Insurance
Auto Insurance
Liability Insurance

What are the definitions for liability insurance medical payments insurance uninsured motorist comprehensive and collision for auto insurance?

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Wiki User
2015-09-25 01:01:27

(1) Liability insurance is a kind of third-party coverage. It

pays money damages to a third-party who/that sustains damage (that

can be measured monetarily) as a result of the insured's negligence

(carelessness). The amount payable is limited by the policy limits,

which in turn depend upon the amount of coverage that the insured

purchased. (2) Medical payments coverage is also third-party

coverage. It pays reasonable medical expenses incurred by a

third-party, sometimes without regard to fault. Frequently, an

insurer will be willing to pay medical expenses in return for

avoiding a lawsuit. (3) Uninsured motorist coverage is first-party

insurance maintained by the owner of a vehicle. It is intended to

pay money damages to the owner, driver and/or passengers who are

injured in a collision with a vehicle that does not have liability

insurance (which would otherwise pay that/those damages. There is a

variant of uninsured motorist coverage called "underinsured

motorist coverage". It applies in situations where the at-fault

party's liability insurance is insufficient to fully compensate the

injured person(s) for his or her injuries. Therefore, the injured

party may have a claim against the at-fault party (to the extent of

his/her coverage) and their own insurer (for underinsured motorist

benefits). Generally, payment takes into account the degree of

fault of the insured for causing the collision (because it serves

as the functional equivalent of the other party's liability

coverage. (4) Comprehensive coverage is first-party insurance that

covers categories of physical damage to the insured vehicle that

are not caused by a collision. An example would be flooding of a

vehicle during a hurricane, or a tree falling on it. (5) Collision

coverage is first-party coverage that pays for the repair or pays

the actual cash value of the insured vehicle if it is damaged in a

collision. Payment is made without regard to fault. The net payment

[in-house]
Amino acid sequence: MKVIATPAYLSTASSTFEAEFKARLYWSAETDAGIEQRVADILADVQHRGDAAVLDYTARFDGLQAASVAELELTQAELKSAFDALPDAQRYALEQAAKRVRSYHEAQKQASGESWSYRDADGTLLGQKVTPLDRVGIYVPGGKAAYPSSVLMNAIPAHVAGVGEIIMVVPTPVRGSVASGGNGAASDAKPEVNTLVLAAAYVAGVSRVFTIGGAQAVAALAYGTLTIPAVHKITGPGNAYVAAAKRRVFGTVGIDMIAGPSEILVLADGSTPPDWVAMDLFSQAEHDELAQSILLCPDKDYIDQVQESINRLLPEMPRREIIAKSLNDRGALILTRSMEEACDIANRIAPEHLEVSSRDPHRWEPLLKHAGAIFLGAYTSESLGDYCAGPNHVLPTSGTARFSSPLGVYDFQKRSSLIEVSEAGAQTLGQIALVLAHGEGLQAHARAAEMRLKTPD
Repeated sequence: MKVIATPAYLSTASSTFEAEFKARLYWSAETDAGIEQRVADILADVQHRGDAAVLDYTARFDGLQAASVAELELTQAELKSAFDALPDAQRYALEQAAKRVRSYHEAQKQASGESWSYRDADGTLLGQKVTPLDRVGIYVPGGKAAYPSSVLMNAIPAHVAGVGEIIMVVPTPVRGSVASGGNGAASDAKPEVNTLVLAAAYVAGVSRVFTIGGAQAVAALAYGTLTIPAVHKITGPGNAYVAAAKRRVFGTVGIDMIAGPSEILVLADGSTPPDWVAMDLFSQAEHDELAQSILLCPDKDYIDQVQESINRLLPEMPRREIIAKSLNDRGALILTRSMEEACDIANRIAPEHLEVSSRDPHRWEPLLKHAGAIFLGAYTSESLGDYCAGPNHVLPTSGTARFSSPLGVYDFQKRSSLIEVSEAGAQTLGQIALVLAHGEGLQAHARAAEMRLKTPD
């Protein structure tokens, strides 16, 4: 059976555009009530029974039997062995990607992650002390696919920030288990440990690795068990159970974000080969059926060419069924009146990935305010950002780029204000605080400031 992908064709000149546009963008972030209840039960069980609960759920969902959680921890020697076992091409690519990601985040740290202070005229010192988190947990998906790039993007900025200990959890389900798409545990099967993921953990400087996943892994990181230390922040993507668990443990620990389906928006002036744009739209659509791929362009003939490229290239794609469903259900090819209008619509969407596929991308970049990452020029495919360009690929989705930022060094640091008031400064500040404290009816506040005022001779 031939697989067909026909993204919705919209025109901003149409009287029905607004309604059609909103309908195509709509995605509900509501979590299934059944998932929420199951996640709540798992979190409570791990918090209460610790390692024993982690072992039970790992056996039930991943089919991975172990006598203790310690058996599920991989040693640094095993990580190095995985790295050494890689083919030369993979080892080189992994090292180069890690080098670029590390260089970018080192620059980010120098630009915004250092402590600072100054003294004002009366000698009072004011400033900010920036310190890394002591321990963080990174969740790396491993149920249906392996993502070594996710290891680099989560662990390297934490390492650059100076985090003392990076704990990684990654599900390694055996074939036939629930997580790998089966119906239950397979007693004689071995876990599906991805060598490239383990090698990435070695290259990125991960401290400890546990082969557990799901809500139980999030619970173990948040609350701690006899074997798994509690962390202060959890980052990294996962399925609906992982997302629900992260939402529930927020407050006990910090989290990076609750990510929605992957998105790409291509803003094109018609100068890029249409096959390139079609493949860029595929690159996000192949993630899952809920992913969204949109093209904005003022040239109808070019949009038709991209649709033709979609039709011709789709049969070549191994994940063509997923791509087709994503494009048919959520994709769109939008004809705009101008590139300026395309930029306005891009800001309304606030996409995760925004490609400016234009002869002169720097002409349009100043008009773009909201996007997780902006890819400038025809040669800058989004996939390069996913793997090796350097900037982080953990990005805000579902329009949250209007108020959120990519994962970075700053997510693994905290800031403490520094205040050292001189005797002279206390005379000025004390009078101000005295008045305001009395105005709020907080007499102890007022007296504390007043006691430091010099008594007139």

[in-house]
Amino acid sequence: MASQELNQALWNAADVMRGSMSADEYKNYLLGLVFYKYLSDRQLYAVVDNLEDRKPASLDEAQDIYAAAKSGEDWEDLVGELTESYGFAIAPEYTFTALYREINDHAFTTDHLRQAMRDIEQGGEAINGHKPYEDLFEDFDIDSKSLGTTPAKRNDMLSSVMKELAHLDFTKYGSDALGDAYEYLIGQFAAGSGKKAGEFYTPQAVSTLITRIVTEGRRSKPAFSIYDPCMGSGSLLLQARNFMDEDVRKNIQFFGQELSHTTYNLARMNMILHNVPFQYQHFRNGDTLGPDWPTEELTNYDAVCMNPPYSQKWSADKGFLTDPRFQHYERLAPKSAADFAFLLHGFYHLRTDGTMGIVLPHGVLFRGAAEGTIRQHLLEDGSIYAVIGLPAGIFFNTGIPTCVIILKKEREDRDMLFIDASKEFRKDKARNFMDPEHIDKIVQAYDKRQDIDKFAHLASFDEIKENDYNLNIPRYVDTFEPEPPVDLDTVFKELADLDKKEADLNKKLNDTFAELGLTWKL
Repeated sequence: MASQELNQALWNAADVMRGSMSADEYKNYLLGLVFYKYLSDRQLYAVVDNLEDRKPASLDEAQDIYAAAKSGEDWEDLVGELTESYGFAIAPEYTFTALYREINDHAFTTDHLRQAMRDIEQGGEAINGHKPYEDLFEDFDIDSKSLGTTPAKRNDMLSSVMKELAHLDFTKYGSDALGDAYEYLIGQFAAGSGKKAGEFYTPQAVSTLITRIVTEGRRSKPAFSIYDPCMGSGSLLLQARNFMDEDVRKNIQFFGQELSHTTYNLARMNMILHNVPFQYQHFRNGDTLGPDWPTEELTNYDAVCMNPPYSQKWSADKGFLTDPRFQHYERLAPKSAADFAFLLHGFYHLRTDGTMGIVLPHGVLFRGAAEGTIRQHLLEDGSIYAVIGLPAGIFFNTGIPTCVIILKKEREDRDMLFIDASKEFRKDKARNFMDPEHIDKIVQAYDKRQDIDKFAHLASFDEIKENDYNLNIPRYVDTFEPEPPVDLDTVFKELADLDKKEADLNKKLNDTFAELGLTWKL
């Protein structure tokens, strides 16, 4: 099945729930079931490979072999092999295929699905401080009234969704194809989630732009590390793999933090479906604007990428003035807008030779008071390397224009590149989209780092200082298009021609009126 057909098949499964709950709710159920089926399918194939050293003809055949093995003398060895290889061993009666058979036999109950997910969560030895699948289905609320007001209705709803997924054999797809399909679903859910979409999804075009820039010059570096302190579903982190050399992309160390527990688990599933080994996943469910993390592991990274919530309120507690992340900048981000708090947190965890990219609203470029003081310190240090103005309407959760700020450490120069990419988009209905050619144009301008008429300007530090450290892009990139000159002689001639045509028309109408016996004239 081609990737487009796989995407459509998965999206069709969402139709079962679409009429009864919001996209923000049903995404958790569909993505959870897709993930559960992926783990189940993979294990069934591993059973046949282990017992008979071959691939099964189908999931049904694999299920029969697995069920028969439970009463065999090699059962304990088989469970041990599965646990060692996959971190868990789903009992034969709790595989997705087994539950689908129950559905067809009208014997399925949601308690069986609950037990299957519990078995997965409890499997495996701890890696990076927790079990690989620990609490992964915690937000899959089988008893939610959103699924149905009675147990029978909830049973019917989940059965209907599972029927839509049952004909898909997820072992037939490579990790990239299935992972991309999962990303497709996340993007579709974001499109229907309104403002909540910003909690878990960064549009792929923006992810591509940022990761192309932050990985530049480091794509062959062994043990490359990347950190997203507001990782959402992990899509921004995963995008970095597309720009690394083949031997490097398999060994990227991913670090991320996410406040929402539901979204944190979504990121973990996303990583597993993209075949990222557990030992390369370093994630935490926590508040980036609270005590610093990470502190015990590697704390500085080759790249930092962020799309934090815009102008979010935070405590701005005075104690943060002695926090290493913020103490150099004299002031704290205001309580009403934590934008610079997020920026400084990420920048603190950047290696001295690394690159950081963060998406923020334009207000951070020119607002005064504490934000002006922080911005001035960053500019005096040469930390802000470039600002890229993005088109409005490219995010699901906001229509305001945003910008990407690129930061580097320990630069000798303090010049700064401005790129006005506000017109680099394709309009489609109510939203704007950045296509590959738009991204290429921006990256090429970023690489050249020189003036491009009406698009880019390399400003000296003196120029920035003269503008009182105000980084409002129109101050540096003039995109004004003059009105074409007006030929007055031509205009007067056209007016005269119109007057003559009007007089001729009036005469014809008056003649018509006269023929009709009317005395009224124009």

to or on behalf of the insured is reduced by the policy collision

deductible. that the insured selected at the inception of the

policy. Most states require an insurer to declare a vehicle to be a

"total loss" if the cost of repair will exceed a stated percentage

of its actual cash value. In that event, the insurer pays the

actual cash value less the deductible. In some cases, the insured

wishes to retain the salvage (the remains of the totaled vehicle).

In those cases, the value of the salvage is also deducted from the

payment to the insured.

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Wiki User
2009-03-10 21:11:40

Liability insurance: The coverage found on any auto policy that

handles damage you cause to another person's property, either

directly or indirectly with your car. Medical Payments Insurance:

Can be either Medpay or PIP. PIP -- or "personal injury protection

-- is required in many states, and essentially handles your medical

bills in an auto accident, regardless of who is at fault.

(summary:will re-attach your fingers if chopped off in a accident)

Uninsured Motorist: Can be for either property damage or bodily

injury, and essentially makes your carrier step in when the

at-fault party is either uninsured or doesn't have enough coverage

to handle all your damages. Most people have UMBI (for bodily

injury), and mistakenly believe it covers property damage to their

cars as well. It doesn't. (summary:will pay for your loss of income

as you are an architect whos fingers were cut off and had to miss

work for two months while in physical therapy) Comprehensive: A

voluntary coverage that, along with collision, constitutes "full

coverage" on a vehicle. This is for "non-collision" type accidents,

even when you collide with an animal. Essentially, it's to protect

your car when you aren't at-fault for a loss. Includes coverage for

hail, flooding, etc. Collision: Another voluntary coverage, which

handles collisions or overturns involving your vehicle. This is

triggered whether you're at-fault or not for a loss, in that it's

specific to your vehicle colliding with another object or

overturning.


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